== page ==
Five shocking truths about your heart
1. Heart attacks are more deadly for women than for men
Since 1973, heart-attack deaths among men have dropped 49 percent; among women, they’ve dropped only 24 percent. Why aren’t the numbers improving as much for women?
“The reasons aren’t clear,” says Beth Abramson, a cardiologist and spokesperson for the Heart and Stroke Foundation. “The question is whether there’s a gender bias [in the way heart attacks are diagnosed] or a difference in biology. It’s probably a bit of both.”
A woman’s risk of dying in the 30 days after a heart attack is 16 percent higher than a man’s, even when you control for age and other conditions. And women are less likely to see
a specialist after a heart attack, be treated with angioplasty or surgery, or be transferred to other treatment facilities.
2. The symptoms of a heart attack can be subtle for women
Some experts say that women aren’t diagnosed as swiftly as men because our symptoms can be less dramatic. Women – and their doctors – should look out for fatigue, sweating, shortness of breath, clammy skin, indigestion, nausea and shoulder, chest, jaw, neck or back pain. Instead of crushing chest pain, women might feel burning or squeezing. (Only 60 percent experience chest pain.)
Heart-attack survivors in a Yale University study – all women under age 55 reported that they hadn’t recognized the warning signs. Many assumed they had indigestion.
“Women downplay their own symptoms,” says Kathryn Ascah, director of the Stress Laboratory at the University of Ottawa Heart Institute. And Abramson agrees. “We don’t have data on this, but I like to say that women are ‘Type E’ personalities: They’re everything to everyone except themselves. They go to the emergency room with chest pain after they’ve gone to pick up a child at school.”
3. Heart research focuses on men, not women
At the Canadian Cardiovascular Congress in Toronto last fall, researchers announced that women are under-represented in heart research: Although 53 percent of heart-disease patients are women, we make up only 25 to 34 percent of the subjects in most studies. That doesn’t mean that treatments aren’t approved for women; they are. But researchers know far less about how heart disease works in women and how women may react to drugs and other treatments. “We need to change those numbers,” says Abramson. “We need to make sure that women volunteer and that doctors ask women to participate in research.”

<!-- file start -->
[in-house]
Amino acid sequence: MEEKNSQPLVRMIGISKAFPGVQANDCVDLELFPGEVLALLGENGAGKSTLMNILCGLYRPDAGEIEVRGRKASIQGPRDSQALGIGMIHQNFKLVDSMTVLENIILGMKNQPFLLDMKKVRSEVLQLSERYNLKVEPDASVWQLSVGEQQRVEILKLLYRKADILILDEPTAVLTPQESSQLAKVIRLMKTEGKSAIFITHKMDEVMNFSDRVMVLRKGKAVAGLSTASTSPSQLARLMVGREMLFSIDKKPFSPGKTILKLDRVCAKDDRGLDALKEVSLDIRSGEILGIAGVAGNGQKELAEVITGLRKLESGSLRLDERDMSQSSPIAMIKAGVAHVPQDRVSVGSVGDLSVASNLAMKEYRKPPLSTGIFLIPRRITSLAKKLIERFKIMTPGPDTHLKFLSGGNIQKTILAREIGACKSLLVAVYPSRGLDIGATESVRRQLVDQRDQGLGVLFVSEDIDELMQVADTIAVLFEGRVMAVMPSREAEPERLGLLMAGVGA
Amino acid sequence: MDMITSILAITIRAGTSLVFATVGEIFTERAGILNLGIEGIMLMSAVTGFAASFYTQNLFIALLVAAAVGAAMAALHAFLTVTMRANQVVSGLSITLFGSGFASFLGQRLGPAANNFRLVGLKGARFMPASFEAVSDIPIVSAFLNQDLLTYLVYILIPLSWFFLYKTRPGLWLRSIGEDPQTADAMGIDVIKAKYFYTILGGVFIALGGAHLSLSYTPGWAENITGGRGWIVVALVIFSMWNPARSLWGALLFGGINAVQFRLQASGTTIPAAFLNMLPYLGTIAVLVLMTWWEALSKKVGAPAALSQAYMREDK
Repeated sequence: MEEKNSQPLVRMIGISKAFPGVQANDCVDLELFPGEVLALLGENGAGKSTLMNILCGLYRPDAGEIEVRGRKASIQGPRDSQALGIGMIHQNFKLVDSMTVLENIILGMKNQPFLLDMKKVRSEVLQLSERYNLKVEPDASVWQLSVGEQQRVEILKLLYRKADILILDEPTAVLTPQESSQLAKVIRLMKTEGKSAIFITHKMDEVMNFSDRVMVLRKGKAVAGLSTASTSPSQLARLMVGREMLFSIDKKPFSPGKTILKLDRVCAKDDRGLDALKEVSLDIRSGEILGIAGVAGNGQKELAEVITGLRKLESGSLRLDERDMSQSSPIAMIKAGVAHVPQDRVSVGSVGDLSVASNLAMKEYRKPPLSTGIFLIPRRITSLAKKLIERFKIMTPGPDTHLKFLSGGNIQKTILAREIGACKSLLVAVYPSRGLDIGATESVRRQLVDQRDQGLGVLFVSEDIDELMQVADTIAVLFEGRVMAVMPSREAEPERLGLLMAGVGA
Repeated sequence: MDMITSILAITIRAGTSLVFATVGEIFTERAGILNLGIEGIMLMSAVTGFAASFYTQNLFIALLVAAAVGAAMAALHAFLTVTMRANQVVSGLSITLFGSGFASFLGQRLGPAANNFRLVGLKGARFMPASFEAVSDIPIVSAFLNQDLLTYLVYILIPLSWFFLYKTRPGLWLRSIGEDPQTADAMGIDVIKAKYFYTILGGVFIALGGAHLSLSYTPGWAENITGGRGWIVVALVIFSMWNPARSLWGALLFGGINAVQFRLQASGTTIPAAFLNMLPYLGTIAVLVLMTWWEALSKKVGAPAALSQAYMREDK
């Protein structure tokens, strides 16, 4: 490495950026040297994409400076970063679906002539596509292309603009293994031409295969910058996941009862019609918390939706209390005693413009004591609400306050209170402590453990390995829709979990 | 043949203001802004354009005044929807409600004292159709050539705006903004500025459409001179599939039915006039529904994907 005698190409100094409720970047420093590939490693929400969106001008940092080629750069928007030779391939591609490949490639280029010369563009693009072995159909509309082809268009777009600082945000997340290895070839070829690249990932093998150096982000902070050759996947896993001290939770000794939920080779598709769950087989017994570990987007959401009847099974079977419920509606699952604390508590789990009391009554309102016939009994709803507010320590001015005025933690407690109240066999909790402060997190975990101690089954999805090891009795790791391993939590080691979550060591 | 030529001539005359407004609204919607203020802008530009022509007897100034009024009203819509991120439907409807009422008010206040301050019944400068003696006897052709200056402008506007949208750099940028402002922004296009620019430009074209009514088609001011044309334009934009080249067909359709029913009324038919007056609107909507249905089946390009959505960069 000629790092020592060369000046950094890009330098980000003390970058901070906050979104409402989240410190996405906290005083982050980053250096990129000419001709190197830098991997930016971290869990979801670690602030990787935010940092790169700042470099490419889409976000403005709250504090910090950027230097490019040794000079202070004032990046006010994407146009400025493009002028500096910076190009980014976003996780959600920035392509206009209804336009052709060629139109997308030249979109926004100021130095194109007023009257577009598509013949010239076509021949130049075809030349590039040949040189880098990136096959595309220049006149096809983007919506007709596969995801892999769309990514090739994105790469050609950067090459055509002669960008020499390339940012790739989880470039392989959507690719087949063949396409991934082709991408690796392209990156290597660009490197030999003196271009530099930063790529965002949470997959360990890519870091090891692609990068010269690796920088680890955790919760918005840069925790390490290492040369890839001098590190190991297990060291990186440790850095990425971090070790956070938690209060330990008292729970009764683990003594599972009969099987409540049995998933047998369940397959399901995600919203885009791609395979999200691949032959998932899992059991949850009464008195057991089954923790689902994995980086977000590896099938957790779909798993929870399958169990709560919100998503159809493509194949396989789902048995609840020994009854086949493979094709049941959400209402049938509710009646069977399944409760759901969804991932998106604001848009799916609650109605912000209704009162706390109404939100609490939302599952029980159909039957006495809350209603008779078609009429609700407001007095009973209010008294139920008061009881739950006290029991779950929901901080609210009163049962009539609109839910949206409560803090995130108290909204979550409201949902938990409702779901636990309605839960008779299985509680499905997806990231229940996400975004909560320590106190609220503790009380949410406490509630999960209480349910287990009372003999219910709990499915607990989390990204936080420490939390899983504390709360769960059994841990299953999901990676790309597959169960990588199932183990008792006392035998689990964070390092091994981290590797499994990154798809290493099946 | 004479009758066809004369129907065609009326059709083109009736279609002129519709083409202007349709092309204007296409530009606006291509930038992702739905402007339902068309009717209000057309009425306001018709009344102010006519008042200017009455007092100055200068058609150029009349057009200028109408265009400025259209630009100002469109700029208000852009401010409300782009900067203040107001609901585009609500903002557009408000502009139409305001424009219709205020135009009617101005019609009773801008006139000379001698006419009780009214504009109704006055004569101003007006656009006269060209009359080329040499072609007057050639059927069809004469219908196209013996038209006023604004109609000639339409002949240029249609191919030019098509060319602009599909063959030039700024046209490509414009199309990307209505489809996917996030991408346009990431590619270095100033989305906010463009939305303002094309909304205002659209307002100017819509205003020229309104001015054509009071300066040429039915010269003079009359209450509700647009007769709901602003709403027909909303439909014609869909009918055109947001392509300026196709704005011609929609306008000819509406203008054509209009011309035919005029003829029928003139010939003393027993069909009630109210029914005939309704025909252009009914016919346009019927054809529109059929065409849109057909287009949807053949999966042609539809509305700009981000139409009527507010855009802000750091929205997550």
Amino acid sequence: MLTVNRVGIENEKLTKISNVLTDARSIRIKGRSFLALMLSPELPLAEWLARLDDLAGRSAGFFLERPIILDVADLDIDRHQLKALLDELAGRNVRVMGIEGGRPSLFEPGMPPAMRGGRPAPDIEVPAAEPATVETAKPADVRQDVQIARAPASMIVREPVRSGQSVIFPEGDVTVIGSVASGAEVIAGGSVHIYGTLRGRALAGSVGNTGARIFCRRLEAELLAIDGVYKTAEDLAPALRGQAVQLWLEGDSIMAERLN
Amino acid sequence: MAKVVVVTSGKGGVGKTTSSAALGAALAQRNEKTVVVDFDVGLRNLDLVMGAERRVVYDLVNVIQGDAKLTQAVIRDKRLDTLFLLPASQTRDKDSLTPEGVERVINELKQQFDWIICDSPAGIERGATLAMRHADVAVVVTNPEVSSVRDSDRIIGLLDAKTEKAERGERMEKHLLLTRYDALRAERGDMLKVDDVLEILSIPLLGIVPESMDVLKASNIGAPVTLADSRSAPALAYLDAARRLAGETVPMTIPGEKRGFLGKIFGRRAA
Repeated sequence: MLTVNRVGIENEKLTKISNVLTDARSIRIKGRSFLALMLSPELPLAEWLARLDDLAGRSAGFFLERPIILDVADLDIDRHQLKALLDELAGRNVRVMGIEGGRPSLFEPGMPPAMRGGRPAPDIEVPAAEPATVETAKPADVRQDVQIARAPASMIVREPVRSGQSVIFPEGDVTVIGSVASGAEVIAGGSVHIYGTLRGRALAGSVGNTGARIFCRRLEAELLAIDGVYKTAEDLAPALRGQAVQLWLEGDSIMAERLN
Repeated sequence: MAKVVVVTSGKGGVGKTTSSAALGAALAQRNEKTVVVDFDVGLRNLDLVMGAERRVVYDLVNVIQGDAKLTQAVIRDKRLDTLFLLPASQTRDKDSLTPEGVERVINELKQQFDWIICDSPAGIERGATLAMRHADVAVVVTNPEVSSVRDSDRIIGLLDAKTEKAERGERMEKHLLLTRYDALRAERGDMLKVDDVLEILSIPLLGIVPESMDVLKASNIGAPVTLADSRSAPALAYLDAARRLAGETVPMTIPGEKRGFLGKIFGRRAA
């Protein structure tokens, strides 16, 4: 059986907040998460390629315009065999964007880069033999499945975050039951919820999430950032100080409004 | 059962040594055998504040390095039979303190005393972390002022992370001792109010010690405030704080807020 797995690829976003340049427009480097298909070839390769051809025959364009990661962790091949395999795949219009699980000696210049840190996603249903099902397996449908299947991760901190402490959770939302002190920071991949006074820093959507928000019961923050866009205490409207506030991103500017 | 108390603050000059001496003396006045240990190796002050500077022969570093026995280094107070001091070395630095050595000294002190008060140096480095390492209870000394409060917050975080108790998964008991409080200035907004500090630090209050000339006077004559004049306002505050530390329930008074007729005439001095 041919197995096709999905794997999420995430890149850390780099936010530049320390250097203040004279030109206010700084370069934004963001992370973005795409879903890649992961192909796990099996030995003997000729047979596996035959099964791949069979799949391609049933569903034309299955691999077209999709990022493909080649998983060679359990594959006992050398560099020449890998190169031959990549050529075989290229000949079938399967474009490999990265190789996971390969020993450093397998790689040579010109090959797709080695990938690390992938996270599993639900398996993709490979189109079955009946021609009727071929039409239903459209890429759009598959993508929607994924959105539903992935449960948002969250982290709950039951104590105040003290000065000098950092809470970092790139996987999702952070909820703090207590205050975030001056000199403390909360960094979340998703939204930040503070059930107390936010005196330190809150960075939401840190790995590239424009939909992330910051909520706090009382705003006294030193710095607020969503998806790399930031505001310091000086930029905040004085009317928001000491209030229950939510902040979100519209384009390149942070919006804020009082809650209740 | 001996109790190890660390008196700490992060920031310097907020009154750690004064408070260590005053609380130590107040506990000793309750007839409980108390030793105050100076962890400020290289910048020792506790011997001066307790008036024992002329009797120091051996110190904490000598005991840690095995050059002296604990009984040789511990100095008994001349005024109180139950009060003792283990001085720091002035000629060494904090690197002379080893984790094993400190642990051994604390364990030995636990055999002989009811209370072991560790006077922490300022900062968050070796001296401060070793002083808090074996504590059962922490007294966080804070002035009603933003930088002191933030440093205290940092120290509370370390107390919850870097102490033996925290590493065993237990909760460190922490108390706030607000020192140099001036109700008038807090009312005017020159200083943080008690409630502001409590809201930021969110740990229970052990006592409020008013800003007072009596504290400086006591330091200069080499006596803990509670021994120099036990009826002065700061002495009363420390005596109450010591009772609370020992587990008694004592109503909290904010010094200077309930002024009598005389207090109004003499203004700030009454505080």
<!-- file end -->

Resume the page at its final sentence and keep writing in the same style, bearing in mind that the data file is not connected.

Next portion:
4. For women, depression and heart disease are strongly linked
Women who have been depressed have a 70 percent greater risk of developing heart disease, whereas there’s no greater risk for men, according to a 2008 Statistics Canada study. “The recognition of that link – depression as a predisposing factor – is important,” says Peter Liu, director of the Institute of Circulatory and Respiratory Health at the Canadian Institute for Health Research. When depression sufferers of either gender have a heart attack, he adds, the chance of their dying is increased by at least 25 percent.
Researchers don’t fully understand how heart disease and depression are connected, although they suspect a few factors at work: Depression leads to inactivity, and sufferers are more likely to be smokers and to have high blood pressure.
5. The damage starts in your 20s – but here’s what you can do to prevent it now
“Twenty-five to 45 is the age when coronary disease starts to happen,” says Ascah. “You start getting fatty streaks even in your early twenties.” That’s why it’s so important to start talking about cardiac health at your yearly checkups.
“It’s also important for young, healthy women to make sure they’re not developing at-risk behaviour, because these things have adverse consequences as you get older,” Liu adds. His Rx is simple: “Get moving, eat healthfully and avoid junk food – all the things our mothers always told us to do.”
Four questions you should ask during your annual checkup
1. Should I worry about my family history?
Having a parent succumb to a heart attack doubles your risk. But, actually, your mom’s medical history may be more important than your dad’s, according to a 2006 Swedish study that found that your risk increases by 17 percent if your father had heart disease, but by 43 percent if your mother had the disease.
2. How does the shape of my body affect my heart?